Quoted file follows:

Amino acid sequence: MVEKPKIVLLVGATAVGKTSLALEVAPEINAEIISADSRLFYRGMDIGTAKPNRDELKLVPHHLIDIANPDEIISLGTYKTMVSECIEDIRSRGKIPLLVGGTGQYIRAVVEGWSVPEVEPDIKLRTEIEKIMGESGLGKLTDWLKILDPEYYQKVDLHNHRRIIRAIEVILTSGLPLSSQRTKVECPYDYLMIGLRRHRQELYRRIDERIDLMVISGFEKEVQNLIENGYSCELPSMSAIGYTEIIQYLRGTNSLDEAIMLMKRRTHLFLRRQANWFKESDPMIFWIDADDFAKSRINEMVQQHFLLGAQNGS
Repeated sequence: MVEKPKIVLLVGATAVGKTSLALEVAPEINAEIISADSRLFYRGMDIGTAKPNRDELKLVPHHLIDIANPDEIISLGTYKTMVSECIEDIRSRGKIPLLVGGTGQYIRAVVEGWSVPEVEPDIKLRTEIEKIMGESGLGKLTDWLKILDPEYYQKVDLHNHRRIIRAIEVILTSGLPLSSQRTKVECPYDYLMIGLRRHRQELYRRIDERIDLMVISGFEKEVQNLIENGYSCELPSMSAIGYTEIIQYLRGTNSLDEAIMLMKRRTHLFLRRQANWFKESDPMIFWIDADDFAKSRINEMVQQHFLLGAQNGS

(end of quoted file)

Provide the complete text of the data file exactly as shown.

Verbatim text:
Amino acid sequence: MVEKPKIVLLVGATAVGKTSLALEVAPEINAEIISADSRLFYRGMDIGTAKPNRDELKLVPHHLIDIANPDEIISLGTYKTMVSECIEDIRSRGKIPLLVGGTGQYIRAVVEGWSVPEVEPDIKLRTEIEKIMGESGLGKLTDWLKILDPEYYQKVDLHNHRRIIRAIEVILTSGLPLSSQRTKVECPYDYLMIGLRRHRQELYRRIDERIDLMVISGFEKEVQNLIENGYSCELPSMSAIGYTEIIQYLRGTNSLDEAIMLMKRRTHLFLRRQANWFKESDPMIFWIDADDFAKSRINEMVQQHFLLGAQNGS
Repeated sequence: MVEKPKIVLLVGATAVGKTSLALEVAPEINAEIISADSRLFYRGMDIGTAKPNRDELKLVPHHLIDIANPDEIISLGTYKTMVSECIEDIRSRGKIPLLVGGTGQYIRAVVEGWSVPEVEPDIKLRTEIEKIMGESGLGKLTDWLKILDPEYYQKVDLHNHRRIIRAIEVILTSGLPLSSQRTKVECPYDYLMIGLRRHRQELYRRIDERIDLMVISGFEKEVQNLIENGYSCELPSMSAIGYTEIIQYLRGTNSLDEAIMLMKRRTHLFLRRQANWFKESDPMIFWIDADDFAKSRINEMVQQHFLLGAQNGS